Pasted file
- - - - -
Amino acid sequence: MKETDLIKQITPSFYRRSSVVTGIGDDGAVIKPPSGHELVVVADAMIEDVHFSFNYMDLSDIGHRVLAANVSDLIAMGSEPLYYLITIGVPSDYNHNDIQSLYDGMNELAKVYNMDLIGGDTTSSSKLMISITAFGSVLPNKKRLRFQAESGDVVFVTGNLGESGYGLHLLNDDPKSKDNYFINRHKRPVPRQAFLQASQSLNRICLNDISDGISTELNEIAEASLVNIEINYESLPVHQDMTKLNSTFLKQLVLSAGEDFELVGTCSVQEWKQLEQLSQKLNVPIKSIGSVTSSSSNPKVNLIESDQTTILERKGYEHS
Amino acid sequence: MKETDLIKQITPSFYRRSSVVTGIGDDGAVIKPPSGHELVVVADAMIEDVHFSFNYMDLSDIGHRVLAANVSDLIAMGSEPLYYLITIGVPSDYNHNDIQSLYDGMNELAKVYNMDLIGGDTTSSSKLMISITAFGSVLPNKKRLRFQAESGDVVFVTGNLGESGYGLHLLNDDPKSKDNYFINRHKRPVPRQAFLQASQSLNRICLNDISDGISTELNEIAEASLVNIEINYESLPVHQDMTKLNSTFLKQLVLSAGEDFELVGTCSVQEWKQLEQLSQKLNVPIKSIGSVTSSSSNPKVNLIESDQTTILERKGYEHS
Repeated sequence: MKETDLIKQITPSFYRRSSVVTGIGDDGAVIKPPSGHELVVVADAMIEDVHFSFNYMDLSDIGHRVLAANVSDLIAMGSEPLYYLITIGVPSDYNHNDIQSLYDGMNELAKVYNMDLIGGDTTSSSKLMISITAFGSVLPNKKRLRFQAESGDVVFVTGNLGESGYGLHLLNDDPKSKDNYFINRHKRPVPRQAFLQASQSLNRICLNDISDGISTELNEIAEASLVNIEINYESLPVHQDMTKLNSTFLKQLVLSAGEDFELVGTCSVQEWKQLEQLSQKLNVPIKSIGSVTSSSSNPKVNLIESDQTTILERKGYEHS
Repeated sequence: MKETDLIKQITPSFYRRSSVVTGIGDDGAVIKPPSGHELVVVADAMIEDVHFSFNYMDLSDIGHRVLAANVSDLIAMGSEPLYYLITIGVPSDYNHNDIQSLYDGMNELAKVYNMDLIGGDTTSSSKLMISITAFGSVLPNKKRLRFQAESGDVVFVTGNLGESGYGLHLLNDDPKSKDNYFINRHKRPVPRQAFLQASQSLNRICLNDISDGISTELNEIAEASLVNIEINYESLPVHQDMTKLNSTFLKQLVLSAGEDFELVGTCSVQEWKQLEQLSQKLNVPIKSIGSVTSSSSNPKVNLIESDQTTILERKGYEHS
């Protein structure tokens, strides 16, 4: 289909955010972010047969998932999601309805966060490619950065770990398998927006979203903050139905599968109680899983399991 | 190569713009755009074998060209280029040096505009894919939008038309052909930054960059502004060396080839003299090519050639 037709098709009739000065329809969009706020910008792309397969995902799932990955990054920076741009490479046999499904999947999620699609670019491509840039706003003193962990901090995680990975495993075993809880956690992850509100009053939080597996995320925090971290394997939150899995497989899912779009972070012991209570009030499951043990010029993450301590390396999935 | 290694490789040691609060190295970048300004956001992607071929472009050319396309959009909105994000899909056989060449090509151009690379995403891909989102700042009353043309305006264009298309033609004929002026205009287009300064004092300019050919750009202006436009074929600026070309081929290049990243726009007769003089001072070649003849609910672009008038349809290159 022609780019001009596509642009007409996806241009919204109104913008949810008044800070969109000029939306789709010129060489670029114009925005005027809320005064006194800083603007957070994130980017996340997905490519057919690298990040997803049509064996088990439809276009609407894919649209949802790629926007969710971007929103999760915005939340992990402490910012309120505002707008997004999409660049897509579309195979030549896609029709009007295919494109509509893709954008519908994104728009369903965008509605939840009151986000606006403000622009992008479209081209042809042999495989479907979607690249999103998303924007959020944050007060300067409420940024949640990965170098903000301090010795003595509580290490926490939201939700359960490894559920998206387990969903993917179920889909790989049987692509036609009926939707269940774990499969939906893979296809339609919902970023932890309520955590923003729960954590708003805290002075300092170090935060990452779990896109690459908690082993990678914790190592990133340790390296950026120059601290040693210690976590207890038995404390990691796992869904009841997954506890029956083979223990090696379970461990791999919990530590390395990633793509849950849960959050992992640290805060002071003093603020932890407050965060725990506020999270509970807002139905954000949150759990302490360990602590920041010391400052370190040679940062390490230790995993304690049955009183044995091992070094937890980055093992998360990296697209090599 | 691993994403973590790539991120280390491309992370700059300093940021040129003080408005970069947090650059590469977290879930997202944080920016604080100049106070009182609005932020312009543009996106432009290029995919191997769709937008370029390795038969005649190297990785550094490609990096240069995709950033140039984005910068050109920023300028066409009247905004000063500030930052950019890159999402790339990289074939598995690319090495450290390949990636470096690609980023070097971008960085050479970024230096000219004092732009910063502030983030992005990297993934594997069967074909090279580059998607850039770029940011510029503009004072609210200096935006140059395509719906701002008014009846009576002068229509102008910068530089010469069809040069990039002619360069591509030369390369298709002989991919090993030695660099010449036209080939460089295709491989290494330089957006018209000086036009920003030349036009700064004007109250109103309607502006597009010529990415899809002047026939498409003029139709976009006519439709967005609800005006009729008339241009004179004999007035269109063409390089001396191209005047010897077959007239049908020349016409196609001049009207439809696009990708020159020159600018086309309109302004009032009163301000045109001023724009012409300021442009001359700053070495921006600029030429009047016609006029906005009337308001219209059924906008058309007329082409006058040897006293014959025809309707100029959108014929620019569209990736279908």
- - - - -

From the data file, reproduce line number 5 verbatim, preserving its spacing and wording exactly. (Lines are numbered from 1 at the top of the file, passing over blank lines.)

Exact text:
């Protein structure tokens, strides 16, 4: 289909955010972010047969998932999601309805966060490619950065770990398998927006979203903050139905599968109680899983399991 | 190569713009755009074998060209280029040096505009894919939008038309052909930054960059502004060396080839003299090519050639 037709098709009739000065329809969009706020910008792309397969995902799932990955990054920076741009490479046999499904999947999620699609670019491509840039706003003193962990901090995680990975495993075993809880956690992850509100009053939080597996995320925090971290394997939150899995497989899912779009972070012991209570009030499951043990010029993450301590390396999935 | 290694490789040691609060190295970048300004956001992607071929472009050319396309959009909105994000899909056989060449090509151009690379995403891909989102700042009353043309305006264009298309033609004929002026205009287009300064004092300019050919750009202006436009074929600026070309081929290049990243726009007769003089001072070649003849609910672009008038349809290159 022609780019001009596509642009007409996806241009919204109104913008949810008044800070969109000029939306789709010129060489670029114009925005005027809320005064006194800083603007957070994130980017996340997905490519057919690298990040997803049509064996088990439809276009609407894919649209949802790629926007969710971007929103999760915005939340992990402490910012309120505002707008997004999409660049897509579309195979030549896609029709009007295919494109509509893709954008519908994104728009369903965008509605939840009151986000606006403000622009992008479209081209042809042999495989479907979607690249999103998303924007959020944050007060300067409420940024949640990965170098903000301090010795003595509580290490926490939201939700359960490894559920998206387990969903993917179920889909790989049987692509036609009926939707269940774990499969939906893979296809339609919902970023932890309520955590923003729960954590708003805290002075300092170090935060990452779990896109690459908690082993990678914790190592990133340790390296950026120059601290040693210690976590207890038995404390990691796992869904009841997954506890029956083979223990090696379970461990791999919990530590390395990633793509849950849960959050992992640290805060002071003093603020932890407050965060725990506020999270509970807002139905954000949150759990302490360990602590920041010391400052370190040679940062390490230790995993304690049955009183044995091992070094937890980055093992998360990296697209090599 | 691993994403973590790539991120280390491309992370700059300093940021040129003080408005970069947090650059590469977290879930997202944080920016604080100049106070009182609005932020312009543009996106432009290029995919191997769709937008370029390795038969005649190297990785550094490609990096240069995709950033140039984005910068050109920023300028066409009247905004000063500030930052950019890159999402790339990289074939598995690319090495450290390949990636470096690609980023070097971008960085050479970024230096000219004092732009910063502030983030992005990297993934594997069967074909090279580059998607850039770029940011510029503009004072609210200096935006140059395509719906701002008014009846009576002068229509102008910068530089010469069809040069990039002619360069591509030369390369298709002989991919090993030695660099010449036209080939460089295709491989290494330089957006018209000086036009920003030349036009700064004007109250109103309607502006597009010529990415899809002047026939498409003029139709976009006519439709967005609800005006009729008339241009004179004999007035269109063409390089001396191209005047010897077959007239049908020349016409196609001049009207439809696009990708020159020159600018086309309109302004009032009163301000045109001023724009012409300021442009001359700053070495921006600029030429009047016609006029906005009337308001219209059924906008058309007329082409006058040897006293014959025809309707100029959108014929620019569209990736279908």